Pointe St-Charles teens get cooking

Teens in Pointe St-Charles are taking to the kitchen — and the local YMCA is showing them how to feed themselves.

Teens in Pointe St-Charles are learning the ins and outs of the kitchen.

For the past few years, the YMCA in Pointe St-Charles has been pairing teens from a social housing complex with those from a rehabilitation centre for adolescents with mental disabilities and developmental problems — and the results have been delicious.

Every second Wednesday night during the school year, eight to 10 teens meet at a kitchen in the social housing complex behind the YMCA to cook simple soups, sandwiches, meat, fish and pasta, after which they receive a write-up of the instructions to put in their recipe binders.

To former teen program coordinator Cory Binning, teaching teens to cook basic meals is just as important as giving them a safe place to go after school.

The program started when the Centre de réadaptation en déficience intellectuelle et en troubles envahissants du développement approached the YMCA to start a cooking project. They wanted to pair the YMCA teens with high-functioning teens with special needs, explains Binning. “They’re all verbal, and their motor skills are developed. They’re kids who would likely have a chance to live on their own or with assisted living.” This year, the YMCA is pairing up with Regroupement pour la Trisomie 21.

To Binning, the program is also about creating needed social skills for the special needs kids. “There’s an element of cooking, but there’s also a bond that has been created between the teens,” he says. “The teens from the Y rave about how the special-needs kids have come out of their shells.”

In addition to specialized training, the participants from the YMCA’s after-school Teen Zone and from low-income housing also receive volunteer hours, references and a full stomach for their efforts.

Current YMCA youth worker Mark Bonneville has been helping with the program for years, doing everything from washing dishes and planning menus to entertaining the teens. “We’re on a good path. There aren’t a lot of community organizations like us that offer such a program,” he says.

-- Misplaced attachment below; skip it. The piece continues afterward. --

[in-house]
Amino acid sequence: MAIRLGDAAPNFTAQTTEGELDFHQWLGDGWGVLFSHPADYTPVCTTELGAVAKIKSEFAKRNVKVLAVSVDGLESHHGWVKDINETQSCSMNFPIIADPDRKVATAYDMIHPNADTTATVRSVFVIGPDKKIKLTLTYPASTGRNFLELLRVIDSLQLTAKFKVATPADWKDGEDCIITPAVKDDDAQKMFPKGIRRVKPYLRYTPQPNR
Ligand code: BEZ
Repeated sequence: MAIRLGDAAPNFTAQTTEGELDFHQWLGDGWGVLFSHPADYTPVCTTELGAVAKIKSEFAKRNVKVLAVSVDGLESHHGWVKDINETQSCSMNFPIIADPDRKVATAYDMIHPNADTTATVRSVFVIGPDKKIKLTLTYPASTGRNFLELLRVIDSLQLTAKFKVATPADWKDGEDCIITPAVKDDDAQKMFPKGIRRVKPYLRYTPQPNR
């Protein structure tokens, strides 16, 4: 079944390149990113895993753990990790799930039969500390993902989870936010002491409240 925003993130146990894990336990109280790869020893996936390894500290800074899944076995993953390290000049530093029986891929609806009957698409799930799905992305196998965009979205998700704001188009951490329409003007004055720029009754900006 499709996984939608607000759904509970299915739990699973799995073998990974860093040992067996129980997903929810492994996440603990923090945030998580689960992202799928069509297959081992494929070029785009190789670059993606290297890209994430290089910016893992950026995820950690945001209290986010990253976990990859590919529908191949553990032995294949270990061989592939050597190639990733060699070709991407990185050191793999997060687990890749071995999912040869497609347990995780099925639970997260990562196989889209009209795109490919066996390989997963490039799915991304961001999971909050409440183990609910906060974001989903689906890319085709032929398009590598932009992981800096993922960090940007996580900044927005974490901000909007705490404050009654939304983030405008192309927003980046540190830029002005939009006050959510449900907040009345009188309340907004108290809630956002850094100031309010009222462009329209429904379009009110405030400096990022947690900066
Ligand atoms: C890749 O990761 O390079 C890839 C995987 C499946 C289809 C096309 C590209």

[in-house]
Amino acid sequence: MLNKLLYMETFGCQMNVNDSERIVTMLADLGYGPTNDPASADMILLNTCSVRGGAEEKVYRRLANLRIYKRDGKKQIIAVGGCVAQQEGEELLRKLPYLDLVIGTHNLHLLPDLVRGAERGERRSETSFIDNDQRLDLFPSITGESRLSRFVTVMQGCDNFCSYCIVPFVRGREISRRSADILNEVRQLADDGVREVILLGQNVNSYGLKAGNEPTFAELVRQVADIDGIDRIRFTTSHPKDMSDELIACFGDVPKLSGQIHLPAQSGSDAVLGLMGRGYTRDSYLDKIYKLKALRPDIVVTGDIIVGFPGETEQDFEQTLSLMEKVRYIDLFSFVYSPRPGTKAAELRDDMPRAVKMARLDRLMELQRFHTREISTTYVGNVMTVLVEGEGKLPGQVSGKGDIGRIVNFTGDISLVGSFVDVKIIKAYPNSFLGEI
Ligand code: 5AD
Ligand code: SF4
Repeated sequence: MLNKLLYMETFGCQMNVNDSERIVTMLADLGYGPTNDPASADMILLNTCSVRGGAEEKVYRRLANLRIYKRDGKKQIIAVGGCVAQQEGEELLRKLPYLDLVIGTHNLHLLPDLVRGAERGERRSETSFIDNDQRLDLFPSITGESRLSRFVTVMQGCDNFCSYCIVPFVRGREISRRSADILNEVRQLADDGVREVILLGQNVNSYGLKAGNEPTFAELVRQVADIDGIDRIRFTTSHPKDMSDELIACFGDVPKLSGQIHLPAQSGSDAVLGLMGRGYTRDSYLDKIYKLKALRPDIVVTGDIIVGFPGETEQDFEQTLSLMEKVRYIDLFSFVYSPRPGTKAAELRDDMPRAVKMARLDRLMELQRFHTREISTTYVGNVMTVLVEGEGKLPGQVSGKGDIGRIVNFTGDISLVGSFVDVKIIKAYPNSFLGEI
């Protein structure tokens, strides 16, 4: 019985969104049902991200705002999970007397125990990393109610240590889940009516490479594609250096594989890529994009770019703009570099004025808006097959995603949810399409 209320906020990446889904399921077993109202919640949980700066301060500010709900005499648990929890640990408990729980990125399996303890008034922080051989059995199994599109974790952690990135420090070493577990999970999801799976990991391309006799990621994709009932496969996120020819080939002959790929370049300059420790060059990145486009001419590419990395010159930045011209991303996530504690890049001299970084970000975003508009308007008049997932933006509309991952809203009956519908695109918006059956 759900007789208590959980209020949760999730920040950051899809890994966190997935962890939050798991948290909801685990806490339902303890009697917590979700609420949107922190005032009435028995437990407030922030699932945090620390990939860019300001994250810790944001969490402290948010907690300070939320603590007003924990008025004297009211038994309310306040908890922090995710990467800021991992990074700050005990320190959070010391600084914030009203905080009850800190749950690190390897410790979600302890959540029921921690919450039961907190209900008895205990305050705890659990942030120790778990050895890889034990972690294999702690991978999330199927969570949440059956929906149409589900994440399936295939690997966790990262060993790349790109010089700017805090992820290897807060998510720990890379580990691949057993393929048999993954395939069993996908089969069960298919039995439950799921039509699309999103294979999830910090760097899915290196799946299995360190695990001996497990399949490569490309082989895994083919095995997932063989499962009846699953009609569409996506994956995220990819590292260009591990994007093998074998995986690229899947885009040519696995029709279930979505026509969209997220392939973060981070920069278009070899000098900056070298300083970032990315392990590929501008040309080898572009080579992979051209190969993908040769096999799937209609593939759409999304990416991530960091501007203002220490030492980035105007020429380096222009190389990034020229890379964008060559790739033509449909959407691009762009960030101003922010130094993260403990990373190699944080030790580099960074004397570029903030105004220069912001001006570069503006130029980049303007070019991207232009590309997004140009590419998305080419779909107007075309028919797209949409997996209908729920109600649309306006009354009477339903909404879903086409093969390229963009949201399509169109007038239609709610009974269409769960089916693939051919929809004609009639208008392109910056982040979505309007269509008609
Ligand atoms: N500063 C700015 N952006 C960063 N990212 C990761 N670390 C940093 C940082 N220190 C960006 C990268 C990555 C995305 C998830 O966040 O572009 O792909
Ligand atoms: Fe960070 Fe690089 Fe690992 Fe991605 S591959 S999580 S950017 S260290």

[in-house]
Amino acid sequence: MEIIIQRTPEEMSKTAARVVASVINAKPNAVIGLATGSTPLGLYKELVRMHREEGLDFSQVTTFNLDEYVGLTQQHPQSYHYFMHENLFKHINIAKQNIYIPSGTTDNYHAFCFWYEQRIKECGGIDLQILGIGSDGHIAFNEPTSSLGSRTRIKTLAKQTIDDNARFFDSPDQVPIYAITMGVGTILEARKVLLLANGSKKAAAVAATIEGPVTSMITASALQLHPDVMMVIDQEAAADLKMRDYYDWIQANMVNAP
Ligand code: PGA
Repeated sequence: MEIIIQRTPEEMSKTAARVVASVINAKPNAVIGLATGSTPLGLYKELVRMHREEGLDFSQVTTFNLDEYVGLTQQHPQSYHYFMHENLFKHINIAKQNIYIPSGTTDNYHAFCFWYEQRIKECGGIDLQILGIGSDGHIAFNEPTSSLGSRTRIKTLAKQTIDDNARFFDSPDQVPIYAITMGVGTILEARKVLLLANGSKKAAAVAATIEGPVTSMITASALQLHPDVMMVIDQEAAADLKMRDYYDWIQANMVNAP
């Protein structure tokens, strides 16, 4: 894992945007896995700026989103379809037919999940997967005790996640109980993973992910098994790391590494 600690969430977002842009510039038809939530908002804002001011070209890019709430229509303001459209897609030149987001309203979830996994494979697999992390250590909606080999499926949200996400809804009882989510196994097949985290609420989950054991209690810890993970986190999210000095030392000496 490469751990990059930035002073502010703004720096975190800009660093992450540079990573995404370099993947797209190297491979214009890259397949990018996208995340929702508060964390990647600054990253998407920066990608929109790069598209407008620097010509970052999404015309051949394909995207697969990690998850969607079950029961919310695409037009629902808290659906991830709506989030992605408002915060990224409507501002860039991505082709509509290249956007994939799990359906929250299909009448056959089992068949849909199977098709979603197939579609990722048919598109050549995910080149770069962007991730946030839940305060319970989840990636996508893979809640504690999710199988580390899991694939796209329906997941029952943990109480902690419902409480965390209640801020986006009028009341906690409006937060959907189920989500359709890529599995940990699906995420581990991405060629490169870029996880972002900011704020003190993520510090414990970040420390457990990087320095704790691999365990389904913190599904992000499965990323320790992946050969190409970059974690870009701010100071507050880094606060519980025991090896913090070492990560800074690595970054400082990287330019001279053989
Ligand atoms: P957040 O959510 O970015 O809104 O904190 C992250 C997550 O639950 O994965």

The program isn’t without its bumps, however: it can only accommodate up to 10 teens, and its budget is limited.

“The interaction and social skills aspects wouldn’t work with a large group,” says Binning. “The special needs kids would get lost in the fold. We really want a pairing up of our teens. And if we had to pick up ingredients for a group of 20–30 kids, we’d only be able to do it once every couple months because of budget.”

Most of the program funding comes from the YMCA’s Strong Kids Campaign and from Centraide, but he says that some extra cooking oil, spices and one or two new committed volunteers — either passionate home cooks or local chefs to help with menu planning and cooking — would be a great help. They hope to start the program up again in mid-November.

Giving teens a place to go in the Pointe
But that’s not the only initiative encouraging adolescents to take to the kitchen. For $20 a year, teens can belong to the Pointe Ste-Charles YMCA Teen Zone, which also invites teens to make a mess in in the kitchen; usually 35–40 kids show up. But unlike the collaborative cooking program, it’s more about filling a need, says Binning.

“Sometimes it’s just to feed the kids,” he says. “Some of them don’t go home for supper, or haven’t eaten lunch, or, for socioeconomic reasons, they’re not eating as much as they should.”

The membership fee helps fund their activities, but unless they come on a regular basis and want to be part of a team or a regular program, the $20 isn’t essential, says Binning.

“We’re not going to force the money out of you, because the alternative is that you’re probably going to be on the street. So at the very least, you have to fill out a registration form so we have that contact information in case of emergencies.”

The menu options still aren’t the healthiest, but youth worker Bonneville hopes to shift the focus to more healthy eating and teaching basic cooking skills. Other plans include bringing in volunteer chefs and taking the teens on cooking field trips.

“I created a contact with a Loblaws in LaSalle that offers cooking classes geared towards teens,” says Binning. “We’ve never done it, just for budgetary reasons, but we do try to go on outings with the group, and every second Friday night we stay open until 10 p.m., just to offer more activities — less time on the streets. We’re always looking for new things to do.” 

To volunteer or donate, contact Melissa Prioretti at the YMCA Pointe St-Charles at melissa.proietti@ymcaquebec.org


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